Tesla, Otto and other companies have been developing driver-less vehicles for years, with Mercedez-Benz placing a semi-autonomous truck on the road in 2015.
Tech leader and financiers alike are confident that self-driving trucks will become the norm as early as the next decade, phasing out around 1.8 million truck-driving jobs and saving the industry an estimated $300 billion.
As for the actual truck drivers and those who analyze the industry, many are surprisingly nonchalant. They’re skeptical that this much-hyped technology has any looming effect.
“I think we’re actually still a pretty long way from that technology being fully baked,’’ said Andrew Lynch, cofounder and president of Columbus, Ohio-based supply-chain company Zipline Logistics. “We’re not even close to prepared for those trucks to function on the highway — a pre-existing system that’s clogged with human drivers.’’
Legal Complications of Autonomous Trucks
Donald Broughton, managing partner of transportation analysis firm Broughton Capital, said it’s true that self-driving trucks won’t be barreling down the highway in the next five years. But it’s not just because of kinks in the technology: It’s also because of legal complications.
There’s no clear path to suing a self-driving truck that hits and kills those outside of the truck. In 2016, 3,326 passenger vehicle occupants, motorcyclists, bicyclists, and pedestrians died in large truck crashes. About 80 percent of car-truck crashes were caused by the passenger vehicles, not the truck.
In cases where the trucker was at fault, the plaintiff bar might sue the truck driver, the trucking company who hired the driver, and potentially the company who hired the trucking company, Broughton said.
Following current liability laws, the bar cannot sue the freight company who made the equipment.
“If the self-driving truck runs into somebody, there’s no truck driver to sue,’’ Broughton said. “We have to change the liability law to include and indemnify the maker of the truck.’’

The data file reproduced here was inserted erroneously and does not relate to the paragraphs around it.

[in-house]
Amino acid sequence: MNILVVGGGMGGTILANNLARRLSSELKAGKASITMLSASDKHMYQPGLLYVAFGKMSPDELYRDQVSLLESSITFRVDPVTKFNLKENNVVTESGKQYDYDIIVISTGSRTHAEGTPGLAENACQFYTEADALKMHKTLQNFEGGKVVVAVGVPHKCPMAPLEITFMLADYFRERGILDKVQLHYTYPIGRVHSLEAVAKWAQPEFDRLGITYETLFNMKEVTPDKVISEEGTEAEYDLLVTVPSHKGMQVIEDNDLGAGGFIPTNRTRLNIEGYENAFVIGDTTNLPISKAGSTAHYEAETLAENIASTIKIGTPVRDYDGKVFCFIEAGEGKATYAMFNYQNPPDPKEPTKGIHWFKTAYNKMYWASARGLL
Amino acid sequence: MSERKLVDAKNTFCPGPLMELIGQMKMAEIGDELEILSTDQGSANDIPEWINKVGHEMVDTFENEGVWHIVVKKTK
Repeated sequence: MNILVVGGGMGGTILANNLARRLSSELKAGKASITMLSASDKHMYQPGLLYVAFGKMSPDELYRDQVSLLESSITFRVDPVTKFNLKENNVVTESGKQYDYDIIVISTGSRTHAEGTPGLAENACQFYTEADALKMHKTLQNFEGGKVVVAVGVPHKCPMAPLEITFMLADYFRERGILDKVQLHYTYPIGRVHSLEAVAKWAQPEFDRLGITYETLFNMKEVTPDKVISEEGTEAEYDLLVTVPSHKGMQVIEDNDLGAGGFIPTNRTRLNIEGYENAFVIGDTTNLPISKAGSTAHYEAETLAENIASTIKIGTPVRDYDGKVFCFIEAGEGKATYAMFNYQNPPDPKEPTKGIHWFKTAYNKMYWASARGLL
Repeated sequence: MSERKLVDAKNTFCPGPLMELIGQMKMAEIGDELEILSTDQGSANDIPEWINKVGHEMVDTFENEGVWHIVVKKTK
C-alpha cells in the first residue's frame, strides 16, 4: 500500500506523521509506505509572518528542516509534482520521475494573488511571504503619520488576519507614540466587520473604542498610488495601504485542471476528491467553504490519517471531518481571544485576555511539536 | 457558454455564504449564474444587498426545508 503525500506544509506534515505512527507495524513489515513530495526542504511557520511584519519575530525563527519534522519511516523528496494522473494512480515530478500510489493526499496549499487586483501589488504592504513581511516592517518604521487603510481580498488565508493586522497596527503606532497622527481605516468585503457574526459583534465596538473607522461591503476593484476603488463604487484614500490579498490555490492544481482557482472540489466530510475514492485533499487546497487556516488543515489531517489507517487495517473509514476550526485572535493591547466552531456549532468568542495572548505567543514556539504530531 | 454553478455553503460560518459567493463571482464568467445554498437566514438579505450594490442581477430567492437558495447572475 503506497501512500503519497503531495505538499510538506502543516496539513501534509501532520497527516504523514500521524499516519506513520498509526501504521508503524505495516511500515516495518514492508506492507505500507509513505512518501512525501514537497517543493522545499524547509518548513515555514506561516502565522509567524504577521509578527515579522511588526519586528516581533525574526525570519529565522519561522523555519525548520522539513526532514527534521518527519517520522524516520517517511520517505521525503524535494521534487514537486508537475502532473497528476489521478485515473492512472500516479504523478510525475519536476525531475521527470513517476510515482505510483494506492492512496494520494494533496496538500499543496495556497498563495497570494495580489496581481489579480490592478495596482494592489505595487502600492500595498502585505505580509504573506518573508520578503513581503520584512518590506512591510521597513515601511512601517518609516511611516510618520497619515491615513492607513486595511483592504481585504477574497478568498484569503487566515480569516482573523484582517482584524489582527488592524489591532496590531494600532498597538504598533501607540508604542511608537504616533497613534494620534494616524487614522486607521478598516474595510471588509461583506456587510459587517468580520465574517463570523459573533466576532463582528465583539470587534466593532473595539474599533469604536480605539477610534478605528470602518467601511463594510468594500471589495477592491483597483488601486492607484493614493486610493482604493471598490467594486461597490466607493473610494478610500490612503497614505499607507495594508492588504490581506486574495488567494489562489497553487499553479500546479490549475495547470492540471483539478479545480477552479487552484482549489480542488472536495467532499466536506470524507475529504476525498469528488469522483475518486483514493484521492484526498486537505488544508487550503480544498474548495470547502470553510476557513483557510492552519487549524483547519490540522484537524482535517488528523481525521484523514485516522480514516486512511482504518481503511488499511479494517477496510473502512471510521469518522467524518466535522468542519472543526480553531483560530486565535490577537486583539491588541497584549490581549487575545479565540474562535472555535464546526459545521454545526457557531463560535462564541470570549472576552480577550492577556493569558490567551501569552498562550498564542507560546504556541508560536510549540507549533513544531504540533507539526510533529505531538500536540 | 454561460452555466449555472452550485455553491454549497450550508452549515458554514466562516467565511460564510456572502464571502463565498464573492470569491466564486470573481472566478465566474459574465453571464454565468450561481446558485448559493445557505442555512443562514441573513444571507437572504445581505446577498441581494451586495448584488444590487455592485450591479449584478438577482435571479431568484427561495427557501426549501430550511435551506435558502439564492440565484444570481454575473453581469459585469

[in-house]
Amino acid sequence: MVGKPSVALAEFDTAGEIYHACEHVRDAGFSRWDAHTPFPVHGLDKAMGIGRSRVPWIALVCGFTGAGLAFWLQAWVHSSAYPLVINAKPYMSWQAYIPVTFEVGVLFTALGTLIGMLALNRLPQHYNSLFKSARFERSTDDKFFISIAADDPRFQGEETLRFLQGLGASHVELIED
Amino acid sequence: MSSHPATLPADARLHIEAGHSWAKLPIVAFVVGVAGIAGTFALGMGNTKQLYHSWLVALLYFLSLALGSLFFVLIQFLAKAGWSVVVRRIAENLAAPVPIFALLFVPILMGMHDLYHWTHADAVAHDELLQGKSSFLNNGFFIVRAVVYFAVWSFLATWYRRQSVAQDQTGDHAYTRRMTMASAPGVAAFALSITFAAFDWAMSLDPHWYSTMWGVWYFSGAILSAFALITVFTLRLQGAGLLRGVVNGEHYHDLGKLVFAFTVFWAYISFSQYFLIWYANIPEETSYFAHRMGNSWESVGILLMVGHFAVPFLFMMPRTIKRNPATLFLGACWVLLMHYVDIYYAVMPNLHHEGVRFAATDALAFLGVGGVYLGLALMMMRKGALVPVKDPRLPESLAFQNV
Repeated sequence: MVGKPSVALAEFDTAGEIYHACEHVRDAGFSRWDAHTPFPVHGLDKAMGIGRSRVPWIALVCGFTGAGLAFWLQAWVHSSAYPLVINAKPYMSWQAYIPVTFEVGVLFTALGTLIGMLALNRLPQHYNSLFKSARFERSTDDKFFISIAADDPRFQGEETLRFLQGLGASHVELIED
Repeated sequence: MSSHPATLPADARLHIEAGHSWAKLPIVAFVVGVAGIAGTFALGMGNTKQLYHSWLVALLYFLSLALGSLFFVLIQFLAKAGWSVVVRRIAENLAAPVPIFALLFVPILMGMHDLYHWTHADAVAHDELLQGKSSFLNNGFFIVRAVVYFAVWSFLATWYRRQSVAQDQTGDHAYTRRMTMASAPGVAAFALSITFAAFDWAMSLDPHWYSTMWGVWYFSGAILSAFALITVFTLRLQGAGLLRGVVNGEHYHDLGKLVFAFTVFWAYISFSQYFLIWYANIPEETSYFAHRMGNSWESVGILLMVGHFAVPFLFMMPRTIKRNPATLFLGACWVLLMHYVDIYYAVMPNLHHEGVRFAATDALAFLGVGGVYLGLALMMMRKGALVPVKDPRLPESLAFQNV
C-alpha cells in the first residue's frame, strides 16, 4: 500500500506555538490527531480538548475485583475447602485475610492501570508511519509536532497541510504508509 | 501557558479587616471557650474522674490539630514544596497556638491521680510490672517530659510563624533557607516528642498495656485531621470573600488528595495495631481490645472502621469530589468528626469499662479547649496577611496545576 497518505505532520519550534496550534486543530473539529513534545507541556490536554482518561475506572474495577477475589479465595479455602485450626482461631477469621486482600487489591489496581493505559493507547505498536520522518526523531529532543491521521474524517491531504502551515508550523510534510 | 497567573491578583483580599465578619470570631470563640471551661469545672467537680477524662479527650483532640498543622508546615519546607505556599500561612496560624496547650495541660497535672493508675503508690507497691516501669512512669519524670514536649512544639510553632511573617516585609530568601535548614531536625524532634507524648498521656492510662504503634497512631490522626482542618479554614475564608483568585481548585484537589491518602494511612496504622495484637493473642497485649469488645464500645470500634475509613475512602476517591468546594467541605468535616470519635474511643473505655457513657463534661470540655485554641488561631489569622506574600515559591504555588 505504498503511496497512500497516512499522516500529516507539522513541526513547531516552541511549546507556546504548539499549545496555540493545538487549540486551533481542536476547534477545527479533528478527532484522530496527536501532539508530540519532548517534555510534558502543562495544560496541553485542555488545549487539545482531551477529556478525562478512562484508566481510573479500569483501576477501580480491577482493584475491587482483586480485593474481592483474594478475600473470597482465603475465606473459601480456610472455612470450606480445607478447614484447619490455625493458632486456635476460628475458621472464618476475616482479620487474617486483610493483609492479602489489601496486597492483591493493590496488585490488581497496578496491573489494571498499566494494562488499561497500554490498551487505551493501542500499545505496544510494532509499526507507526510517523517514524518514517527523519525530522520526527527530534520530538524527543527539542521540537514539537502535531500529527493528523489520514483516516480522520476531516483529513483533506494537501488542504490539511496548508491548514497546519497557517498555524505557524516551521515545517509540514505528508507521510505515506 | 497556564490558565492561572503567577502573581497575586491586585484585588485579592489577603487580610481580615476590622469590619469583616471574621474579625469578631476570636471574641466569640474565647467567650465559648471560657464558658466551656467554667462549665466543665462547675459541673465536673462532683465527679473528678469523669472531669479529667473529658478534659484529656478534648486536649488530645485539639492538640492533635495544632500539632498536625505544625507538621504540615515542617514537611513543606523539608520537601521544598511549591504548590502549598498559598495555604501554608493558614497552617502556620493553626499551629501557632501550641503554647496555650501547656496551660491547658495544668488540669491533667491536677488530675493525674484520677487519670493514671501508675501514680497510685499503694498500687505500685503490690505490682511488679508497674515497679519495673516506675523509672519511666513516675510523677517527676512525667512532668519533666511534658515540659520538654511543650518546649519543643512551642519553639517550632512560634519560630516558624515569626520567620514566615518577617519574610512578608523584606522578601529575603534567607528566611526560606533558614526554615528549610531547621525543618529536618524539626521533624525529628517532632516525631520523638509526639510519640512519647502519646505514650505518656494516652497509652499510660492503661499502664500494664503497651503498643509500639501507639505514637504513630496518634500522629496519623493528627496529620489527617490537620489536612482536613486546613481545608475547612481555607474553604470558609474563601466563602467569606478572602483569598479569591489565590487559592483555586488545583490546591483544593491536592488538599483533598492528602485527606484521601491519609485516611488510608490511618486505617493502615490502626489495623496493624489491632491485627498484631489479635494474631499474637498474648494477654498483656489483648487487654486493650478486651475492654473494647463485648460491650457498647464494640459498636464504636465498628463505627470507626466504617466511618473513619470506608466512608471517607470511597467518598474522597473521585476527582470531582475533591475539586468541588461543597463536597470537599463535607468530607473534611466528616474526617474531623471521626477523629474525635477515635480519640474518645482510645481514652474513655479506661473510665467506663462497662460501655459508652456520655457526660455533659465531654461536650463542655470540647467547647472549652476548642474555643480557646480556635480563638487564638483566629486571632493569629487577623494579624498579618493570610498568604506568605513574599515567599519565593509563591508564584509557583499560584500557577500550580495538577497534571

AV Start Act
And lawmakers haven’t tried to make the law inclusive of autonomous technology companies. A bill currently pending in Congress, called the AV Start Act, would not allow people who are badly injured while riding a self-driving car to sue the maker of the technology or take part in a class action lawsuit.
Disputes would have to be settled in private arbitration instead, which tends to favor the company over consumers, according to a CNN report.
“The nightmare scenario is that someone is hurt because of a defect and it’s dealt with through a confidential arbitration proceeding that nobody knows about, and then more people are hurt because no one found out about it,’’ said Ed Walters, who teaches robotics law at Georgetown Law and Cornell Tech. “Congress could stick up for the right to sue by prohibiting these kind of clauses, but so far it hasn’t.’’
Trucking Industry Involvement
As for the trucking industry, there’s no law that allows manufacturers to be held responsible for failures in self-driving technology. That could put everyone who drives big trucks in danger, should self-driving freight become the norm.
“Everyone is saying it’s cool technology, without considering the legal component,’’ Broughton emphasized.